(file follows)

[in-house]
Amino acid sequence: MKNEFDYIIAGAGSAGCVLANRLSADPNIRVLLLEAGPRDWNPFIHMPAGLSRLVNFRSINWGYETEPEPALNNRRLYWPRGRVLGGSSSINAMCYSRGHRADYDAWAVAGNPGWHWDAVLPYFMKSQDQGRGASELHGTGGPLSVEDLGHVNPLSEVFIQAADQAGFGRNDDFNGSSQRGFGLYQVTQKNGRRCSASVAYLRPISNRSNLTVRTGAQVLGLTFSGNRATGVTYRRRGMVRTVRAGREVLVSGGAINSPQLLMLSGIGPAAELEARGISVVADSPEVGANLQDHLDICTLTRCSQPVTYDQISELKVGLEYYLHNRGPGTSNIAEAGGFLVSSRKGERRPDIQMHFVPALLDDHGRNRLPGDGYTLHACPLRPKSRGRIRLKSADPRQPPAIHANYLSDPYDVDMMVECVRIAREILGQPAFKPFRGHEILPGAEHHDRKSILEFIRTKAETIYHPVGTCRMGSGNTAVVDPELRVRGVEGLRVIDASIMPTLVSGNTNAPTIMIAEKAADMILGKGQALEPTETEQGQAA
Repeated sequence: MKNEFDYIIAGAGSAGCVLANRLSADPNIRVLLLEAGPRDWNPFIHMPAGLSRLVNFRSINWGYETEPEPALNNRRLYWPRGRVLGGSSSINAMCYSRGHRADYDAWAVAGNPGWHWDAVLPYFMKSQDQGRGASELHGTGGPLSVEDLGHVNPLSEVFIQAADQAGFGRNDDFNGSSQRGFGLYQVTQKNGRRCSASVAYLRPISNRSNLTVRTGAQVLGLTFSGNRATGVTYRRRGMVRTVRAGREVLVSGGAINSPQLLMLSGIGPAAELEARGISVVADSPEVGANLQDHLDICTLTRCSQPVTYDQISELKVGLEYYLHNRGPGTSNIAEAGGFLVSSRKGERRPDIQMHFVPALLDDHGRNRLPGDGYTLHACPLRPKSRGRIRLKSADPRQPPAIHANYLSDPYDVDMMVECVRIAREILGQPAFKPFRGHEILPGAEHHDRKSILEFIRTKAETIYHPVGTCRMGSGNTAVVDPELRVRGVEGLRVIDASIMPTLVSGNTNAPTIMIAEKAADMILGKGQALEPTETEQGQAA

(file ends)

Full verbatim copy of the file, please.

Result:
[in-house]
Amino acid sequence: MKNEFDYIIAGAGSAGCVLANRLSADPNIRVLLLEAGPRDWNPFIHMPAGLSRLVNFRSINWGYETEPEPALNNRRLYWPRGRVLGGSSSINAMCYSRGHRADYDAWAVAGNPGWHWDAVLPYFMKSQDQGRGASELHGTGGPLSVEDLGHVNPLSEVFIQAADQAGFGRNDDFNGSSQRGFGLYQVTQKNGRRCSASVAYLRPISNRSNLTVRTGAQVLGLTFSGNRATGVTYRRRGMVRTVRAGREVLVSGGAINSPQLLMLSGIGPAAELEARGISVVADSPEVGANLQDHLDICTLTRCSQPVTYDQISELKVGLEYYLHNRGPGTSNIAEAGGFLVSSRKGERRPDIQMHFVPALLDDHGRNRLPGDGYTLHACPLRPKSRGRIRLKSADPRQPPAIHANYLSDPYDVDMMVECVRIAREILGQPAFKPFRGHEILPGAEHHDRKSILEFIRTKAETIYHPVGTCRMGSGNTAVVDPELRVRGVEGLRVIDASIMPTLVSGNTNAPTIMIAEKAADMILGKGQALEPTETEQGQAA
Repeated sequence: MKNEFDYIIAGAGSAGCVLANRLSADPNIRVLLLEAGPRDWNPFIHMPAGLSRLVNFRSINWGYETEPEPALNNRRLYWPRGRVLGGSSSINAMCYSRGHRADYDAWAVAGNPGWHWDAVLPYFMKSQDQGRGASELHGTGGPLSVEDLGHVNPLSEVFIQAADQAGFGRNDDFNGSSQRGFGLYQVTQKNGRRCSASVAYLRPISNRSNLTVRTGAQVLGLTFSGNRATGVTYRRRGMVRTVRAGREVLVSGGAINSPQLLMLSGIGPAAELEARGISVVADSPEVGANLQDHLDICTLTRCSQPVTYDQISELKVGLEYYLHNRGPGTSNIAEAGGFLVSSRKGERRPDIQMHFVPALLDDHGRNRLPGDGYTLHACPLRPKSRGRIRLKSADPRQPPAIHANYLSDPYDVDMMVECVRIAREILGQPAFKPFRGHEILPGAEHHDRKSILEFIRTKAETIYHPVGTCRMGSGNTAVVDPELRVRGVEGLRVIDASIMPTLVSGNTNAPTIMIAEKAADMILGKGQALEPTETEQGQAA